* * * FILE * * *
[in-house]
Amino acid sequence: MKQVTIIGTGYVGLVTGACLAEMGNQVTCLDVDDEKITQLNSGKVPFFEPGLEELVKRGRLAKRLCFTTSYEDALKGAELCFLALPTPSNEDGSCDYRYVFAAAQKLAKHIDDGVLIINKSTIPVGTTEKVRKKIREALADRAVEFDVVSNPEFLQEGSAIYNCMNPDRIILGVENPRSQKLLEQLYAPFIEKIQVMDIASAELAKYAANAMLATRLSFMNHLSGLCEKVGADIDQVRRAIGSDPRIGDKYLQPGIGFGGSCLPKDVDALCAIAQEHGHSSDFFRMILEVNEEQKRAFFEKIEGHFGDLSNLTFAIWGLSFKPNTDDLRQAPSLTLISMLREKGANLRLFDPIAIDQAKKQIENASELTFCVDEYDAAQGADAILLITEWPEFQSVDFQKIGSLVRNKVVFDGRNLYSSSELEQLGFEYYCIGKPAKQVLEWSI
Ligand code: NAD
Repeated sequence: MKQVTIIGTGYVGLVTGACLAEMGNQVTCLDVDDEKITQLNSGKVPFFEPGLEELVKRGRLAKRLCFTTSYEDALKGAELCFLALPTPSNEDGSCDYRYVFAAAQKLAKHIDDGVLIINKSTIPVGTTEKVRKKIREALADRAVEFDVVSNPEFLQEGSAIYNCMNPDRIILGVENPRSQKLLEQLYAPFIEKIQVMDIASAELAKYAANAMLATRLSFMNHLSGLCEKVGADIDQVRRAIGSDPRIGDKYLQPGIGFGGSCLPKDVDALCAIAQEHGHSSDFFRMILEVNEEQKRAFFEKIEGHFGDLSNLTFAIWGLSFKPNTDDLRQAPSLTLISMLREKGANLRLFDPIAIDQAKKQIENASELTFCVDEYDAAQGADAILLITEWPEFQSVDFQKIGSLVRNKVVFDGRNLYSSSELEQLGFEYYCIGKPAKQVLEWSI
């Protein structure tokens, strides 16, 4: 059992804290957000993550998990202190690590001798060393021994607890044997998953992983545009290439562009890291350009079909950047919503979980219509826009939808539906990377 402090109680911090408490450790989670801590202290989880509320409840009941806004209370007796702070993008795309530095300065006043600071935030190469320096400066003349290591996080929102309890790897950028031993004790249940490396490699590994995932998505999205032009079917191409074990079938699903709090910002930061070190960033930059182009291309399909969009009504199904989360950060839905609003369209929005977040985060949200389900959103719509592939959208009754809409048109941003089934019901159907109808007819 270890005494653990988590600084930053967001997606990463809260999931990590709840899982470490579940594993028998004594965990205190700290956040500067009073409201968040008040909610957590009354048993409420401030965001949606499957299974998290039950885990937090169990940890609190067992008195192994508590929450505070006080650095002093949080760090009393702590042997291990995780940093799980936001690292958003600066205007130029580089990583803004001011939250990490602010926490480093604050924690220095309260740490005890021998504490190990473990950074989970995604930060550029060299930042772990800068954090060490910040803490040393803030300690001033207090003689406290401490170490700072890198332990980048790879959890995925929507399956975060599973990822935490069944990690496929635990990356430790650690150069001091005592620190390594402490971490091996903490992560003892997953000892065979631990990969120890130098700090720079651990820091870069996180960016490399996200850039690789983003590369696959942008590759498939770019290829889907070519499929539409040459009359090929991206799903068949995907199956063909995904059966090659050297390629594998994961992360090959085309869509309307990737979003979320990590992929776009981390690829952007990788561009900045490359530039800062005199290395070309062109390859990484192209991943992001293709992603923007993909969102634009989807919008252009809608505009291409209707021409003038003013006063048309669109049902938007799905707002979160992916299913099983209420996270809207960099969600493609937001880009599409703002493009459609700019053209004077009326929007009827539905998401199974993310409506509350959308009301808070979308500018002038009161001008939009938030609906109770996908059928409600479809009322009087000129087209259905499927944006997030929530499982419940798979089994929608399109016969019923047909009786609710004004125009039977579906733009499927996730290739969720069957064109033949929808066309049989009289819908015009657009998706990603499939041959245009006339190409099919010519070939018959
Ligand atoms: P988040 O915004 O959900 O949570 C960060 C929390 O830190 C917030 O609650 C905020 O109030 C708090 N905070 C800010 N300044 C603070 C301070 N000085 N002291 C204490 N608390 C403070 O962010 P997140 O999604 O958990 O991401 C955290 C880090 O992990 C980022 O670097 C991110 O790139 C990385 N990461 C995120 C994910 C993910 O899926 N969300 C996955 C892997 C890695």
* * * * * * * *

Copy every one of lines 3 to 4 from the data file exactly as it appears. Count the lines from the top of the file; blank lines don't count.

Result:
Ligand code: NAD
Repeated sequence: MKQVTIIGTGYVGLVTGACLAEMGNQVTCLDVDDEKITQLNSGKVPFFEPGLEELVKRGRLAKRLCFTTSYEDALKGAELCFLALPTPSNEDGSCDYRYVFAAAQKLAKHIDDGVLIINKSTIPVGTTEKVRKKIREALADRAVEFDVVSNPEFLQEGSAIYNCMNPDRIILGVENPRSQKLLEQLYAPFIEKIQVMDIASAELAKYAANAMLATRLSFMNHLSGLCEKVGADIDQVRRAIGSDPRIGDKYLQPGIGFGGSCLPKDVDALCAIAQEHGHSSDFFRMILEVNEEQKRAFFEKIEGHFGDLSNLTFAIWGLSFKPNTDDLRQAPSLTLISMLREKGANLRLFDPIAIDQAKKQIENASELTFCVDEYDAAQGADAILLITEWPEFQSVDFQKIGSLVRNKVVFDGRNLYSSSELEQLGFEYYCIGKPAKQVLEWSI